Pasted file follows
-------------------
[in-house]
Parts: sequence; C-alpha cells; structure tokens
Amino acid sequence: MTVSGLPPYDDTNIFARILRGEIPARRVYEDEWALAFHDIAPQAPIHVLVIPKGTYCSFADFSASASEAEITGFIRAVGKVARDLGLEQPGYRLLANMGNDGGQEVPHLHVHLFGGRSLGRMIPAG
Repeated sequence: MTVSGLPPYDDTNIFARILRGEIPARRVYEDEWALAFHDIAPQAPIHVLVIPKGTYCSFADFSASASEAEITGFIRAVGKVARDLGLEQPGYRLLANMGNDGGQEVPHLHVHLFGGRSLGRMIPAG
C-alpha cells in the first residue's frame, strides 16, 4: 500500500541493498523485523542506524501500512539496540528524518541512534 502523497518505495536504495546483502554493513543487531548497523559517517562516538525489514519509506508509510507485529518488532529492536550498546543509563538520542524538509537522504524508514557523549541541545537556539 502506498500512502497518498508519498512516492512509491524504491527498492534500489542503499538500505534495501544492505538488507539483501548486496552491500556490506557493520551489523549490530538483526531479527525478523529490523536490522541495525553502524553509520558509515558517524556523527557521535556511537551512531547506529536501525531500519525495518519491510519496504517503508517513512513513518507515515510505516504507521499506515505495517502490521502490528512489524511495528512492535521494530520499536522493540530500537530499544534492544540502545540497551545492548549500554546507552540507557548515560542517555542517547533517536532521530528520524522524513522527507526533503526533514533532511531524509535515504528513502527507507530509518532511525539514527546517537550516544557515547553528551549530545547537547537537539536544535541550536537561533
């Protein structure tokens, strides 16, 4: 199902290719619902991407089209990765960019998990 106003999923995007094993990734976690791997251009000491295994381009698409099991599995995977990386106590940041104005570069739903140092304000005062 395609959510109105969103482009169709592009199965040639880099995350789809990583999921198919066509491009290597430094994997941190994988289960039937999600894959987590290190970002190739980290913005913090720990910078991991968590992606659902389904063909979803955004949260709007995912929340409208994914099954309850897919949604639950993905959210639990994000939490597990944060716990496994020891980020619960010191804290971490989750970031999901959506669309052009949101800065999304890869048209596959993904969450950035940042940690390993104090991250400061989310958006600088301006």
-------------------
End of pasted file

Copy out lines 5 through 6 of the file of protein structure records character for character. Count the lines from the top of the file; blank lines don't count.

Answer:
C-alpha cells in the first residue's frame, strides 16, 4: 500500500541493498523485523542506524501500512539496540528524518541512534 502523497518505495536504495546483502554493513543487531548497523559517517562516538525489514519509506508509510507485529518488532529492536550498546543509563538520542524538509537522504524508514557523549541541545537556539 502506498500512502497518498508519498512516492512509491524504491527498492534500489542503499538500505534495501544492505538488507539483501548486496552491500556490506557493520551489523549490530538483526531479527525478523529490523536490522541495525553502524553509520558509515558517524556523527557521535556511537551512531547506529536501525531500519525495518519491510519496504517503508517513512513513518507515515510505516504507521499506515505495517502490521502490528512489524511495528512492535521494530520499536522493540530500537530499544534492544540502545540497551545492548549500554546507552540507557548515560542517555542517547533517536532521530528520524522524513522527507526533503526533514533532511531524509535515504528513502527507507530509518532511525539514527546517537550516544557515547553528551549530545547537547537537539536544535541550536537561533
């Protein structure tokens, strides 16, 4: 199902290719619902991407089209990765960019998990 106003999923995007094993990734976690791997251009000491295994381009698409099991599995995977990386106590940041104005570069739903140092304000005062 395609959510109105969103482009169709592009199965040639880099995350789809990583999921198919066509491009290597430094994997941190994988289960039937999600894959987590290190970002190739980290913005913090720990910078991991968590992606659902389904063909979803955004949260709007995912929340409208994914099954309850897919949604639950993905959210639990994000939490597990944060716990496994020891980020619960010191804290971490989750970031999901959506669309052009949101800065999304890869048209596959993904969450950035940042940690390993104090991250400061989310958006600088301006």